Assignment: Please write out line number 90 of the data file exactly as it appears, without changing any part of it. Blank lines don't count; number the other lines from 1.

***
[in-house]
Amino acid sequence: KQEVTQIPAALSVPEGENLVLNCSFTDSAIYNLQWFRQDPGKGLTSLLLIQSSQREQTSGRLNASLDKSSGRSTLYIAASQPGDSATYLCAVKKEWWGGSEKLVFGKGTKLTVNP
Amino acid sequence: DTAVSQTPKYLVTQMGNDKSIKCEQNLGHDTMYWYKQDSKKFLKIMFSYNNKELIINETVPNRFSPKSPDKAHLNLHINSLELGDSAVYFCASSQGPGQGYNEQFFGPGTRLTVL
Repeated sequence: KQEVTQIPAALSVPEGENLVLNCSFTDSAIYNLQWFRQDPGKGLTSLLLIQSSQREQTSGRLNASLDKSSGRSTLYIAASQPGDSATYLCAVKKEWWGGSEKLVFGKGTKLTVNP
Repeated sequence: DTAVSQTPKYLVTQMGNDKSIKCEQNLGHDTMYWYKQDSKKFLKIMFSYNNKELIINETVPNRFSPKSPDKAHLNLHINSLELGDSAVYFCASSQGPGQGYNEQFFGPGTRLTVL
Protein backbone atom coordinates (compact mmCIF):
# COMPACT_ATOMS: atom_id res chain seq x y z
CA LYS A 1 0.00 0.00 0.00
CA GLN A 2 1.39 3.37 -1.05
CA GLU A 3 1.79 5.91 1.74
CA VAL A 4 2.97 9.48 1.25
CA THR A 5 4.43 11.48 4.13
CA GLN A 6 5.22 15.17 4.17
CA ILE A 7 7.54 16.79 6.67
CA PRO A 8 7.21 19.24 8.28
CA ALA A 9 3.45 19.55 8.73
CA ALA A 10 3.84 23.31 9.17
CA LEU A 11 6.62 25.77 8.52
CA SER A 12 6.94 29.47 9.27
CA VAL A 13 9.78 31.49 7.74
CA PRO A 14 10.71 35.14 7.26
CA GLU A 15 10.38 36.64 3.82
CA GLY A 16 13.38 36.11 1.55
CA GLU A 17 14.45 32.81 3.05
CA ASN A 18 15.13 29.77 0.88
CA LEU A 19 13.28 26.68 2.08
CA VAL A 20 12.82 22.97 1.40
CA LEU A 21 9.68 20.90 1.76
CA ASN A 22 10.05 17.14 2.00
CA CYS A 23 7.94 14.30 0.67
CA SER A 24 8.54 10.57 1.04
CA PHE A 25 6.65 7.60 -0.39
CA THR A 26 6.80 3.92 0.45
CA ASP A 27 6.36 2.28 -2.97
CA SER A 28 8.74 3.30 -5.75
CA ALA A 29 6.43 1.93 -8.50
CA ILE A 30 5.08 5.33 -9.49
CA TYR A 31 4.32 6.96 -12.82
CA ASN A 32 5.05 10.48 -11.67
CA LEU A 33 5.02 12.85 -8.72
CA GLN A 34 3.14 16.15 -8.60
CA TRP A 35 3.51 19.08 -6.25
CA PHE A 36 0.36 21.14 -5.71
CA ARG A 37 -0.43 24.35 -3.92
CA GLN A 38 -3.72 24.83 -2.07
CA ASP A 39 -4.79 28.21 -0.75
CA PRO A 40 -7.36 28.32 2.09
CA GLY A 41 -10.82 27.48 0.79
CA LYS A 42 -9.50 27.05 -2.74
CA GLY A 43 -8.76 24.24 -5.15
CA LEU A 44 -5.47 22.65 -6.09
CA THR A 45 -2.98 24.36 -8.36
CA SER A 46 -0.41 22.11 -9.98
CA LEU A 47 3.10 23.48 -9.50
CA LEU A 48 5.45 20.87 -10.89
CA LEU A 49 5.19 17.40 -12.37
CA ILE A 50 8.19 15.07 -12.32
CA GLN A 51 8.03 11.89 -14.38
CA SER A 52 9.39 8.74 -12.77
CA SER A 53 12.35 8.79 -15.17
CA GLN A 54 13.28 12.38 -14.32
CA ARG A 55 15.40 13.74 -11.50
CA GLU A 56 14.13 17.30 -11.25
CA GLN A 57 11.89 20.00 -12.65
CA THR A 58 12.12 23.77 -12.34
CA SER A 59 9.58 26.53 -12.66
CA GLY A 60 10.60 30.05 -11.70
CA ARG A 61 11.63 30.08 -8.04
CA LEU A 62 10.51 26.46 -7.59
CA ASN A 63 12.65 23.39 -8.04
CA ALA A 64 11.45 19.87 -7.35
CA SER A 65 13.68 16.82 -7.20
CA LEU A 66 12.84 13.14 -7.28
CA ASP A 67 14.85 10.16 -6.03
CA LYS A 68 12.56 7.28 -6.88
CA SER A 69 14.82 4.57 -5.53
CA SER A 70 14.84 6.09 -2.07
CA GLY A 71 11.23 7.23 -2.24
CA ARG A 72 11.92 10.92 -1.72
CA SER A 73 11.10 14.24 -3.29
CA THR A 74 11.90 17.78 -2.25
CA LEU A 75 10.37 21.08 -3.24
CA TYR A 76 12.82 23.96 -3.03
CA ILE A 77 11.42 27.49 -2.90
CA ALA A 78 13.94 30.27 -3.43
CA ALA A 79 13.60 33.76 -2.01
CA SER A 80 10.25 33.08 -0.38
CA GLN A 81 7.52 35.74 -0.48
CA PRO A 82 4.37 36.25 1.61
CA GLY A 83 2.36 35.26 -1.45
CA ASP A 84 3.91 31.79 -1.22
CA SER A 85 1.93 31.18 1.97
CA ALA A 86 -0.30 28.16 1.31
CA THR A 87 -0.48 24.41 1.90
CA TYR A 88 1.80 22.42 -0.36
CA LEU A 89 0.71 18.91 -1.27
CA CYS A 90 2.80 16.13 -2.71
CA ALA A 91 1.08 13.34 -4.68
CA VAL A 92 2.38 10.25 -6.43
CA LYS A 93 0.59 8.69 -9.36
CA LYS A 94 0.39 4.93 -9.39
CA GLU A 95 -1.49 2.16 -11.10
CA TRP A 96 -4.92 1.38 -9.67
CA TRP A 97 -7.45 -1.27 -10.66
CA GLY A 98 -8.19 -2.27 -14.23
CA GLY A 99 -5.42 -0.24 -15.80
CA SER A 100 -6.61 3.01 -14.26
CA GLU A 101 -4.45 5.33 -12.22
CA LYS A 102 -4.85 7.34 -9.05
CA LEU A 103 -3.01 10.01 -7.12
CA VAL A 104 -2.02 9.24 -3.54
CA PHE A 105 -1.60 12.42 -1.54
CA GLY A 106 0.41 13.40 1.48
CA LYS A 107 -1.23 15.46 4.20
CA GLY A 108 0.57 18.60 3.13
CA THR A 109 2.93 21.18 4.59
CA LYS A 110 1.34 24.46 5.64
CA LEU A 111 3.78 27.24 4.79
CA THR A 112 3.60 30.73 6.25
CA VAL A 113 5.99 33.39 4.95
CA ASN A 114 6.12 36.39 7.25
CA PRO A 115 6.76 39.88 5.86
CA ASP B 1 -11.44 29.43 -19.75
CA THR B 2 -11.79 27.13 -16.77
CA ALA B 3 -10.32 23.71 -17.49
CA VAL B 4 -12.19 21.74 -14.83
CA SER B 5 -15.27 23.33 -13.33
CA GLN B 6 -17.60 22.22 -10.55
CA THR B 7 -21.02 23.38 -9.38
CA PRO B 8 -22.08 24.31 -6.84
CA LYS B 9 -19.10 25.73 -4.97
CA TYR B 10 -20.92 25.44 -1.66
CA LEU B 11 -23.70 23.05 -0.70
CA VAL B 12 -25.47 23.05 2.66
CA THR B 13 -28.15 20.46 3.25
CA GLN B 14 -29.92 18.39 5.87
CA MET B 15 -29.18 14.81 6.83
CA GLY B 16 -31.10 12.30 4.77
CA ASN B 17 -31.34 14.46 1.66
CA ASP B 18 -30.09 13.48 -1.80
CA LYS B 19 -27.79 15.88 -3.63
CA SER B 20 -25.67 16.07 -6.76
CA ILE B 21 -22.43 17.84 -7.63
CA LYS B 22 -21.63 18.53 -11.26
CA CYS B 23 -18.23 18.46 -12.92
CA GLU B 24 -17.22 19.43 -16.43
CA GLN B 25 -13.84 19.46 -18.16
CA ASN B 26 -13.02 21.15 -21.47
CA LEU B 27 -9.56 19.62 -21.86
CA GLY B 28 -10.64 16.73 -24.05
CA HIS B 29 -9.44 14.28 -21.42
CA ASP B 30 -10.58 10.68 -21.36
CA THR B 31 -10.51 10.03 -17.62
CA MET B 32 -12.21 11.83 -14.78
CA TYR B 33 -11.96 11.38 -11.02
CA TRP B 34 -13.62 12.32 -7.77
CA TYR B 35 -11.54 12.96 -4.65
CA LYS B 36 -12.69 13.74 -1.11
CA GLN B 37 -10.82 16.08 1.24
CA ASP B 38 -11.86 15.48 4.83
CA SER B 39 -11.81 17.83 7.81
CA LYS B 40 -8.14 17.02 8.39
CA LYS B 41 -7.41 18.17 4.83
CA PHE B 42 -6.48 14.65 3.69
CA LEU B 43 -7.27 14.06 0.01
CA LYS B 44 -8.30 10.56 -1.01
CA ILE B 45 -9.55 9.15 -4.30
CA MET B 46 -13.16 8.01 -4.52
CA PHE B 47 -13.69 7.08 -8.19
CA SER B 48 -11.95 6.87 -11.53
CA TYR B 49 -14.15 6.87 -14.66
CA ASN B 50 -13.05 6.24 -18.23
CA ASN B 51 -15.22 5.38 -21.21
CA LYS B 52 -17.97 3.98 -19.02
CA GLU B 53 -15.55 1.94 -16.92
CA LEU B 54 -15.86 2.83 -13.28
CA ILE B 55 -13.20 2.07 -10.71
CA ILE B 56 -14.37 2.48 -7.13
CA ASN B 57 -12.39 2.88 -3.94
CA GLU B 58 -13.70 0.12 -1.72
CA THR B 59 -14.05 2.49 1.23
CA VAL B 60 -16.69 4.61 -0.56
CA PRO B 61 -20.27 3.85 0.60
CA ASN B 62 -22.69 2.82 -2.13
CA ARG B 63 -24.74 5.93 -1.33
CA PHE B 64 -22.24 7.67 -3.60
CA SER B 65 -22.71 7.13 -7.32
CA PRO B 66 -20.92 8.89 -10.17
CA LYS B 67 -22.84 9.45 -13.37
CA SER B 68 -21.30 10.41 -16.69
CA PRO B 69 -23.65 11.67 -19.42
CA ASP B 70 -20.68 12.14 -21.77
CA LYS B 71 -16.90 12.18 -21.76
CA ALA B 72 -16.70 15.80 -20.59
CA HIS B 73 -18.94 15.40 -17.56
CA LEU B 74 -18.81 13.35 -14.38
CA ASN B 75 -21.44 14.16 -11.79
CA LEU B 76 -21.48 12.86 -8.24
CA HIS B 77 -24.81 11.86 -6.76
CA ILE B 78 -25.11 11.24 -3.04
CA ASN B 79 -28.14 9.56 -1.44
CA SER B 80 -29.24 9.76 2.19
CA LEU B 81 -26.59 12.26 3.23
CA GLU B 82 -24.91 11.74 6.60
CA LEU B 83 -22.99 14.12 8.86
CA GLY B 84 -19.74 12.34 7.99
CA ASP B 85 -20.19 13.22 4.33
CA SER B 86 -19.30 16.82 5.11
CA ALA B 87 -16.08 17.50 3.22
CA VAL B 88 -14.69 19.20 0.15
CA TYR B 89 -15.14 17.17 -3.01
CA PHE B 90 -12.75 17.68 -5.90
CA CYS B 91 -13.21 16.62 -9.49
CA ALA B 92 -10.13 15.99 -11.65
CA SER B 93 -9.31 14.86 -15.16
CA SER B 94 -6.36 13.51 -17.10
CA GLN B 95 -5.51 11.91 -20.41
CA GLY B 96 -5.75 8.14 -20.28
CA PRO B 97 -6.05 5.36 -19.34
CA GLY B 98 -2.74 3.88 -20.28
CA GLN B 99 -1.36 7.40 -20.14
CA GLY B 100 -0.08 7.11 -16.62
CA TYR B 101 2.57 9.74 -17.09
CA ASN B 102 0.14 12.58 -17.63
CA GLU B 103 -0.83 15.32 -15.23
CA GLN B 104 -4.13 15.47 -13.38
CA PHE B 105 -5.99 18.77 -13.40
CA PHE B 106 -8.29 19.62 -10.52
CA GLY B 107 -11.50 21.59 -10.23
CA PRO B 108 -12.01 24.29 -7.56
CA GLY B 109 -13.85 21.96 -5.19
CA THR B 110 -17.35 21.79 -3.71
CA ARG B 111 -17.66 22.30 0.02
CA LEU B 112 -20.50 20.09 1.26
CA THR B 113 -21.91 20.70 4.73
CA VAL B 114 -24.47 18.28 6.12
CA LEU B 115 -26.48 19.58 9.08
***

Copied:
CA GLY A 83 2.36 35.26 -1.45